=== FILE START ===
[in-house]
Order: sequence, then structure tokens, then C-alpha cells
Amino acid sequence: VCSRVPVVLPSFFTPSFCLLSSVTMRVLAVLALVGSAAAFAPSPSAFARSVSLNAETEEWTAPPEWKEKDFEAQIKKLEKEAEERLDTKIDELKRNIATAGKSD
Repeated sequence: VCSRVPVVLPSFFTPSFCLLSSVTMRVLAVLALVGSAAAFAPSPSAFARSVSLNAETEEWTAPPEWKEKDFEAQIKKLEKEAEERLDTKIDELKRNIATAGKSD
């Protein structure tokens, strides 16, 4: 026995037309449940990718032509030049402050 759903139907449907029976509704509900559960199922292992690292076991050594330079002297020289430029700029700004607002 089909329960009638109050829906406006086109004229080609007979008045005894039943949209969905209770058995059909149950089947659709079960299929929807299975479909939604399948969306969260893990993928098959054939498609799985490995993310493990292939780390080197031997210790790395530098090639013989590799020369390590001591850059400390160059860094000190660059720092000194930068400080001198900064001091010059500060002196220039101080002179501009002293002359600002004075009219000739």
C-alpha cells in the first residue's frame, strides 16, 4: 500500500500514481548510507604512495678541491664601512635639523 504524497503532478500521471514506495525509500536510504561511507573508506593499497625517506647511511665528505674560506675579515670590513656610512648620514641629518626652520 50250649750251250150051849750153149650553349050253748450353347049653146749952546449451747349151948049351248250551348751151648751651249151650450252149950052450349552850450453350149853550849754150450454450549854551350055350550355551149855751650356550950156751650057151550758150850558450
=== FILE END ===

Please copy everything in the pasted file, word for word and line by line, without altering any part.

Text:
[in-house]
Order: sequence, then structure tokens, then C-alpha cells
Amino acid sequence: VCSRVPVVLPSFFTPSFCLLSSVTMRVLAVLALVGSAAAFAPSPSAFARSVSLNAETEEWTAPPEWKEKDFEAQIKKLEKEAEERLDTKIDELKRNIATAGKSD
Repeated sequence: VCSRVPVVLPSFFTPSFCLLSSVTMRVLAVLALVGSAAAFAPSPSAFARSVSLNAETEEWTAPPEWKEKDFEAQIKKLEKEAEERLDTKIDELKRNIATAGKSD
């Protein structure tokens, strides 16, 4: 026995037309449940990718032509030049402050 759903139907449907029976509704509900559960199922292992690292076991050594330079002297020289430029700029700004607002 089909329960009638109050829906406006086109004229080609007979008045005894039943949209969905209770058995059909149950089947659709079960299929929807299975479909939604399948969306969260893990993928098959054939498609799985490995993310493990292939780390080197031997210790790395530098090639013989590799020369390590001591850059400390160059860094000190660059720092000194930068400080001198900064001091010059500060002196220039101080002179501009002293002359600002004075009219000739």
C-alpha cells in the first residue's frame, strides 16, 4: 500500500500514481548510507604512495678541491664601512635639523 504524497503532478500521471514506495525509500536510504561511507573508506593499497625517506647511511665528505674560506675579515670590513656610512648620514641629518626652520 50250649750251250150051849750153149650553349050253748450353347049653146749952546449451747349151948049351248250551348751151648751651249151650450252149950052450349552850450453350149853550849754150450454450549854551350055350550355551149855751650356550950156751650057151550758150850558450